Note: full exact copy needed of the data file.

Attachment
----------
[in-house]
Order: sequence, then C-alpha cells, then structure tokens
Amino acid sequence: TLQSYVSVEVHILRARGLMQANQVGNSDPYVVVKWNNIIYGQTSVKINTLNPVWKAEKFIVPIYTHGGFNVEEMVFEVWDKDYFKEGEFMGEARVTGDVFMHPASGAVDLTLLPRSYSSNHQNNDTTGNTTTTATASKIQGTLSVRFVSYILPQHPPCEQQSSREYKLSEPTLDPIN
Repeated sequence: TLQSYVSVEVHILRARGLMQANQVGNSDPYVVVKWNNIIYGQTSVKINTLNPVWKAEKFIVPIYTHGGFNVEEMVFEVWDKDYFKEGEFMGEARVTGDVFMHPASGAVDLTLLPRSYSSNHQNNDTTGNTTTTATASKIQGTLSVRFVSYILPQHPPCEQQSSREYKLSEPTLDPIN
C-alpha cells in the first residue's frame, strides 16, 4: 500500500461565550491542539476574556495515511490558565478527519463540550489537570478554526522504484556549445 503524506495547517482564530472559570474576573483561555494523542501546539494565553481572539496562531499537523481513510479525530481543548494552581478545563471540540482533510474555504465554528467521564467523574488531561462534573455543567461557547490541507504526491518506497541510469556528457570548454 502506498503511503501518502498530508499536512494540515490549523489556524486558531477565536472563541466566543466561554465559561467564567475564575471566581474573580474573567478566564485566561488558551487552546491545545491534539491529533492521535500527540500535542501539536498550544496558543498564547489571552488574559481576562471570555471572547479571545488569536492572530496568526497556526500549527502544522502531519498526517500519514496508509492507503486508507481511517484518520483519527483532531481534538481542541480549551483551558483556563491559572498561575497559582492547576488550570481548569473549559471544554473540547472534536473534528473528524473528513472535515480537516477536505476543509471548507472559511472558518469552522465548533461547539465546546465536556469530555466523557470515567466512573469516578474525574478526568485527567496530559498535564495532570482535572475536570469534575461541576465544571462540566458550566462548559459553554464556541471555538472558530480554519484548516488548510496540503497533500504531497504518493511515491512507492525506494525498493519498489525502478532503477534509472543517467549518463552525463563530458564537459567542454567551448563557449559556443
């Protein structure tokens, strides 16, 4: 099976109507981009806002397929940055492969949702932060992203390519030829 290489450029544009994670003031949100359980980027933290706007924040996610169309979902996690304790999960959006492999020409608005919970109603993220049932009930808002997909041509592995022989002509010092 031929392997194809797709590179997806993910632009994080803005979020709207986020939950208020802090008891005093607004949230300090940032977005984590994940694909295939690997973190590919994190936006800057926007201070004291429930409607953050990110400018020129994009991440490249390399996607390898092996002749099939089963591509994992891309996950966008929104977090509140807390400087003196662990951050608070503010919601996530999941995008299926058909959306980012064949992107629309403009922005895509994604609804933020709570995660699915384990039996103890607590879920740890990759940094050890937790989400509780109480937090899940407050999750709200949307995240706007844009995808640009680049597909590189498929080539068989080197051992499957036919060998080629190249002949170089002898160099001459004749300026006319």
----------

[in-house]
Order: sequence, then C-alpha cells, then structure tokens
Amino acid sequence: TLQSYVSVEVHILRARGLMQANQVGNSDPYVVVKWNNIIYGQTSVKINTLNPVWKAEKFIVPIYTHGGFNVEEMVFEVWDKDYFKEGEFMGEARVTGDVFMHPASGAVDLTLLPRSYSSNHQNNDTTGNTTTTATASKIQGTLSVRFVSYILPQHPPCEQQSSREYKLSEPTLDPIN
Repeated sequence: TLQSYVSVEVHILRARGLMQANQVGNSDPYVVVKWNNIIYGQTSVKINTLNPVWKAEKFIVPIYTHGGFNVEEMVFEVWDKDYFKEGEFMGEARVTGDVFMHPASGAVDLTLLPRSYSSNHQNNDTTGNTTTTATASKIQGTLSVRFVSYILPQHPPCEQQSSREYKLSEPTLDPIN
C-alpha cells in the first residue's frame, strides 16, 4: 500500500461565550491542539476574556495515511490558565478527519463540550489537570478554526522504484556549445 503524506495547517482564530472559570474576573483561555494523542501546539494565553481572539496562531499537523481513510479525530481543548494552581478545563471540540482533510474555504465554528467521564467523574488531561462534573455543567461557547490541507504526491518506497541510469556528457570548454 502506498503511503501518502498530508499536512494540515490549523489556524486558531477565536472563541466566543466561554465559561467564567475564575471566581474573580474573567478566564485566561488558551487552546491545545491534539491529533492521535500527540500535542501539536498550544496558543498564547489571552488574559481576562471570555471572547479571545488569536492572530496568526497556526500549527502544522502531519498526517500519514496508509492507503486508507481511517484518520483519527483532531481534538481542541480549551483551558483556563491559572498561575497559582492547576488550570481548569473549559471544554473540547472534536473534528473528524473528513472535515480537516477536505476543509471548507472559511472558518469552522465548533461547539465546546465536556469530555466523557470515567466512573469516578474525574478526568485527567496530559498535564495532570482535572475536570469534575461541576465544571462540566458550566462548559459553554464556541471555538472558530480554519484548516488548510496540503497533500504531497504518493511515491512507492525506494525498493519498489525502478532503477534509472543517467549518463552525463563530458564537459567542454567551448563557449559556443
């Protein structure tokens, strides 16, 4: 099976109507981009806002397929940055492969949702932060992203390519030829 290489450029544009994670003031949100359980980027933290706007924040996610169309979902996690304790999960959006492999020409608005919970109603993220049932009930808002997909041509592995022989002509010092 031929392997194809797709590179997806993910632009994080803005979020709207986020939950208020802090008891005093607004949230300090940032977005984590994940694909295939690997973190590919994190936006800057926007201070004291429930409607953050990110400018020129994009991440490249390399996607390898092996002749099939089963591509994992891309996950966008929104977090509140807390400087003196662990951050608070503010919601996530999941995008299926058909959306980012064949992107629309403009922005895509994604609804933020709570995660699915384990039996103890607590879920740890990759940094050890937790989400509780109480937090899940407050999750709200949307995240706007844009995808640009680049597909590189498929080539068989080197051992499957036919060998080629190249002949170089002898160099001459004749300026006319």